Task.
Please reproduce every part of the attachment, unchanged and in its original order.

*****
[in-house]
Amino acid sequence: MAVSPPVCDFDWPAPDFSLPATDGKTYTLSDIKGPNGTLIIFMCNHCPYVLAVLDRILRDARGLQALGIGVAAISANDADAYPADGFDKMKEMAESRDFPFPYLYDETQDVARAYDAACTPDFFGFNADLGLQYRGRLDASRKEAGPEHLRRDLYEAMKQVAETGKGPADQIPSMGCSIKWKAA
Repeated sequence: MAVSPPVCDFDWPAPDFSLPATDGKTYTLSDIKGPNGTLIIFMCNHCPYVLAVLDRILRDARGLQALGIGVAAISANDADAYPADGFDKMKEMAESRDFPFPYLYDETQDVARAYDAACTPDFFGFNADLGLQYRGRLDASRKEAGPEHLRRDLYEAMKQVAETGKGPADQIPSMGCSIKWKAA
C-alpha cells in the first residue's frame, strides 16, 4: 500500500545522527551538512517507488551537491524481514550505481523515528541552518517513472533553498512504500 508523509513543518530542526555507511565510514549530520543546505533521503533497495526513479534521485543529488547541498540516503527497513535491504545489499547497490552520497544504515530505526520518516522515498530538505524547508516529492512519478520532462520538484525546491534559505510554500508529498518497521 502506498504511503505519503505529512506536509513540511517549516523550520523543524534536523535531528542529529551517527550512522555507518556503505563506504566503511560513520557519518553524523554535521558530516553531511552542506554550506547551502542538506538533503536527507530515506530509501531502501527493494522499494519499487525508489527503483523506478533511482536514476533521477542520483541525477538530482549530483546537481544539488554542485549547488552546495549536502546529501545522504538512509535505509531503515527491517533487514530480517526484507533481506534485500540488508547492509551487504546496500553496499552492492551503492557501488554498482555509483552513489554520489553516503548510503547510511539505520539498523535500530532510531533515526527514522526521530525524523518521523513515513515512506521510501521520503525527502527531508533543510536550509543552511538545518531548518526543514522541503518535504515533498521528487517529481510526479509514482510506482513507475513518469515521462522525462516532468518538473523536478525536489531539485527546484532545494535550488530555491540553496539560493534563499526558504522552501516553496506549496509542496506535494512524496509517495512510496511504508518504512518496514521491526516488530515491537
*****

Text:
[in-house]
Amino acid sequence: MAVSPPVCDFDWPAPDFSLPATDGKTYTLSDIKGPNGTLIIFMCNHCPYVLAVLDRILRDARGLQALGIGVAAISANDADAYPADGFDKMKEMAESRDFPFPYLYDETQDVARAYDAACTPDFFGFNADLGLQYRGRLDASRKEAGPEHLRRDLYEAMKQVAETGKGPADQIPSMGCSIKWKAA
Repeated sequence: MAVSPPVCDFDWPAPDFSLPATDGKTYTLSDIKGPNGTLIIFMCNHCPYVLAVLDRILRDARGLQALGIGVAAISANDADAYPADGFDKMKEMAESRDFPFPYLYDETQDVARAYDAACTPDFFGFNADLGLQYRGRLDASRKEAGPEHLRRDLYEAMKQVAETGKGPADQIPSMGCSIKWKAA
C-alpha cells in the first residue's frame, strides 16, 4: 500500500545522527551538512517507488551537491524481514550505481523515528541552518517513472533553498512504500 508523509513543518530542526555507511565510514549530520543546505533521503533497495526513479534521485543529488547541498540516503527497513535491504545489499547497490552520497544504515530505526520518516522515498530538505524547508516529492512519478520532462520538484525546491534559505510554500508529498518497521 502506498504511503505519503505529512506536509513540511517549516523550520523543524534536523535531528542529529551517527550512522555507518556503505563506504566503511560513520557519518553524523554535521558530516553531511552542506554550506547551502542538506538533503536527507530515506530509501531502501527493494522499494519499487525508489527503483523506478533511482536514476533521477542520483541525477538530482549530483546537481544539488554542485549547488552546495549536502546529501545522504538512509535505509531503515527491517533487514530480517526484507533481506534485500540488508547492509551487504546496500553496499552492492551503492557501488554498482555509483552513489554520489553516503548510503547510511539505520539498523535500530532510531533515526527514522526521530525524523518521523513515513515512506521510501521520503525527502527531508533543510536550509543552511538545518531548518526543514522541503518535504515533498521528487517529481510526479509514482510506482513507475513518469515521462522525462516532468518538473523536478525536489531539485527546484532545494535550488530555491540553496539560493534563499526558504522552501516553496506549496509542496506535494512524496509517495512510496511504508518504512518496514521491526516488530515491537